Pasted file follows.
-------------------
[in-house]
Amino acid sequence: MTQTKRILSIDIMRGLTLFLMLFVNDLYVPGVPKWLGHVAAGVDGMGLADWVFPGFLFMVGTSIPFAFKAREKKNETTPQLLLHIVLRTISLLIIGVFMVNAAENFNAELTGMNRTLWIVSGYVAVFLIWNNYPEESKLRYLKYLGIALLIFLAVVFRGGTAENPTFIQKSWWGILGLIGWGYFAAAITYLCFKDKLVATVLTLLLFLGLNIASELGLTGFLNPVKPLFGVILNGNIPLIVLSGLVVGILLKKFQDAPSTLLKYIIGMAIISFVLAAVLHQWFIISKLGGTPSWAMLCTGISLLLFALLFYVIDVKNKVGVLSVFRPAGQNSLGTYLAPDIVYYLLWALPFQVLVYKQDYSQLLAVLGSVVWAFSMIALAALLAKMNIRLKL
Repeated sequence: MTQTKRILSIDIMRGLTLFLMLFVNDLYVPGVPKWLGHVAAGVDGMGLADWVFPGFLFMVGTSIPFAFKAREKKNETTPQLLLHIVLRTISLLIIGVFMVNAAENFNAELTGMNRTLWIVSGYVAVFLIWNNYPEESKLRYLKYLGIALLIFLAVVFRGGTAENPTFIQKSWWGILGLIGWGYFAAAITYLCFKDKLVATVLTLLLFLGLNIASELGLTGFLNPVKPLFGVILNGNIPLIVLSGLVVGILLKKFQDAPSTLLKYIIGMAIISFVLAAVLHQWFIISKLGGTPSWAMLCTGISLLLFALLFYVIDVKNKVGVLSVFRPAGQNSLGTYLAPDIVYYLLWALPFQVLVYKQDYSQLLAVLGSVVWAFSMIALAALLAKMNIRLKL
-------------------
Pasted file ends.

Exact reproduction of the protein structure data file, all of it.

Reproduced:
[in-house]
Amino acid sequence: MTQTKRILSIDIMRGLTLFLMLFVNDLYVPGVPKWLGHVAAGVDGMGLADWVFPGFLFMVGTSIPFAFKAREKKNETTPQLLLHIVLRTISLLIIGVFMVNAAENFNAELTGMNRTLWIVSGYVAVFLIWNNYPEESKLRYLKYLGIALLIFLAVVFRGGTAENPTFIQKSWWGILGLIGWGYFAAAITYLCFKDKLVATVLTLLLFLGLNIASELGLTGFLNPVKPLFGVILNGNIPLIVLSGLVVGILLKKFQDAPSTLLKYIIGMAIISFVLAAVLHQWFIISKLGGTPSWAMLCTGISLLLFALLFYVIDVKNKVGVLSVFRPAGQNSLGTYLAPDIVYYLLWALPFQVLVYKQDYSQLLAVLGSVVWAFSMIALAALLAKMNIRLKL
Repeated sequence: MTQTKRILSIDIMRGLTLFLMLFVNDLYVPGVPKWLGHVAAGVDGMGLADWVFPGFLFMVGTSIPFAFKAREKKNETTPQLLLHIVLRTISLLIIGVFMVNAAENFNAELTGMNRTLWIVSGYVAVFLIWNNYPEESKLRYLKYLGIALLIFLAVVFRGGTAENPTFIQKSWWGILGLIGWGYFAAAITYLCFKDKLVATVLTLLLFLGLNIASELGLTGFLNPVKPLFGVILNGNIPLIVLSGLVVGILLKKFQDAPSTLLKYIIGMAIISFVLAAVLHQWFIISKLGGTPSWAMLCTGISLLLFALLFYVIDVKNKVGVLSVFRPAGQNSLGTYLAPDIVYYLLWALPFQVLVYKQDYSQLLAVLGSVVWAFSMIALAALLAKMNIRLKL